Average figures show that WC postcodes benefit from by far the fastest broadband speeds, while E and EC postcodes have the slowest.
Looking at the data on a street-bystreet basis suggests there's more of a north-west bias. Fenstanton Avenue in N12 has the fastest average broadband speed in London, closely followed by Westbourne Park Road in W11, Curry Rise in NW7 and Sydney Road in N10.
DISCOVER THE AVERAGE BROADBAND SPEEDS IN YOUR POSTCODE:
London's average broadband speeds by postcode
London's average broadband speeds by postcode
1/8 WC1 - WC2
Broadband speeds in the WC postcodes are almost twice as high as those in other neighbouring districts.
Average download speed (Mbps): 28.27
2/8 SW1 - SW20
Despite averaging out with one of the highest speeds, some areas of SW - for example Cowley Road in SW9, where a movie download can take 7.3 hours - have far slower speeds.
Average download speed (Mbps): 20.58
3/8 SE1 - SE28
If your broadband speed isn't up to scratch, shop around for the best speeds and prices available in your street - each of the big providers has a postcode checker.
Average download speed (Mbps): 20.07
4/8 NW1 - NW11
Data on a street-by-street basis suggests the north-west has some of the fastest broadband speeds in London.
Average download speed (Mbps): 19.91
5/8 N1 - N22
Fenstanton Avenue in N12 has the fastest average broadband speed in London, followed by Sydney Road in N10.
Average download speed (Mbps): 19.28
6/8 W1 - W14
In W11, Westbourne Park Road is where you'll find one of the fastest average broadband speeds in London.
Average download speed (Mbps): 18.97
7/8 E1 - E20
East Londoners experience some of the slowest speeds. Try updating the firmware in your wi-fi router and shop around for a faster package or faster router.
Average download speed (Mbps): 18.74
8/8 EC1 - EC4
Surprisingly, the City of London and its surrounding areas has the slowest average speed in London.
Average download speed (Mbps): 16.89
Broadband speeds are increasingly important as many Londoners use the internet not just to stream movies and play games, but to work. Downloading a movie could take 16 minutes in Fenstanton Avenue and a shocking 7.3 hours in Cowley Road in SW9 — London's slowest street for broadband. But don't move house just to get faster broadband. Here are some fixes.
First check your speed
Most internet service providers offer an online speed test, or you can use uswitch.com/broadband/speedtest to compare yours.
Ideally test twice - once wirelessly using wi-fi and once by plugging your laptop into the broadband socket with an Ethernet cable. If the second speed is faster, then you can improve your speeds by upgrading your home wi-fi.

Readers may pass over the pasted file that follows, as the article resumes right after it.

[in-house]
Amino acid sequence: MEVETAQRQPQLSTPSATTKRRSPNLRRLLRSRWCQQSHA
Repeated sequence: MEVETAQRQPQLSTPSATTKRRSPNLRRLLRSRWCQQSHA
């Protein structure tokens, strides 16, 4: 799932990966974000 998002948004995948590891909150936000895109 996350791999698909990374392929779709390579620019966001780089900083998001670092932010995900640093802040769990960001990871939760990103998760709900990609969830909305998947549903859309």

You can often improve wi-fi speeds by updating the firmware in your wi-fi router - download the latest version for free from the manufacturer's website.
Buy a faster package
If you would like faster broadband, shop around for the best speeds and prices available in your street. Each of the big providers has a postcode checker — it's worth trying BT, Virgin Media, EE, Sky, Plusnet and TalkTalk.
BT's top-of-the-range Infinity 2 fibre optic broadband offers downloads of up to 76 megabits per second, or Mbps, and costs £25 a month, plus £16.99 a month phone line rental. Visit bt.com.
Several broadband providers use BT's Openreach network, so you can expect similar maximum speeds from Sky, at sky.com/fibre, EE, at ee.co.uk/broadband, and others. According to Sky, this network means they cover 94 per cent of London.
Virgin Media uses its own high-speed fibre optic cable network to deliver speeds of "up to 152 Mbps", with coverage for more than half of London homes. Prices start at £41 a month, or slightly more including a phone line.
It is rolling out its service to an extra 100,000 homes in east London. Visit virginmedia.com/cablemystreet.
Get a faster router
A router connects devices such as computers, tablets and phones to your home internet connection.
New routers start at £30, but it's worth spending more for higher speeds. Letters "b", "g", "n" and "ac" denote the wi-fi speed, with "n" being pretty quick and "ac" being the fastest.
For example, the Asus RT-AC68U router - from around £170 at asus.com - is an "ac" router offering speeds twice as fast as an "n" router and 20 times as fast as a "g" router. The device you connect needs to be capable of highspeed wi-fi, too. If your computer is only "b", using it with a faster router won't make it quicker. Check with the retailer that you are getting the right model, as some only work with cable broadband and others only work with broadband delivered via your phone line.
|10 fastest London streets||10 slowest London streets|
|Fenstanton Avenue N12 - 39.49Mbps||Cowley Road SW9 - 1.41Mbps|
|Westbourne Park Road W11 - 38.88Mbps||Westhill Park N6 - 1.81Mbps|
|Curry Rise, Ingliss Barracks NW7 - 31.84Mbps||Roundwood Road NW10 - 2.46Mbps|
|Sydney Road N10 - 31.84Mbps||Boston Road, Hanwell W7 - 2.98Mbps|
|Arnos Grove N14 - 28.38Mbps||Russell Place SE16 - 3.26Mbps|
|Hyde Park Gate SW7 - 27.2Mbps||Chatsworth Road NW2 - 3.86Mbps|
|Spencer Drive N2 - 26.05Mbps||Strathaven Road, SE21 - 3.89Mbps|
|Deynecourt Gardens E11 - 23.54Mbps||Union Grove, SW8 - 4.33Mbps|
|Wheat Sheaf Close E14 - 18.83Mbps||Boardwalk Place E14 - 4.41Mbps|
|Woodford Road E18 - 18.08Mbps||Roseberry Gardens N4 - 4.49Mbps|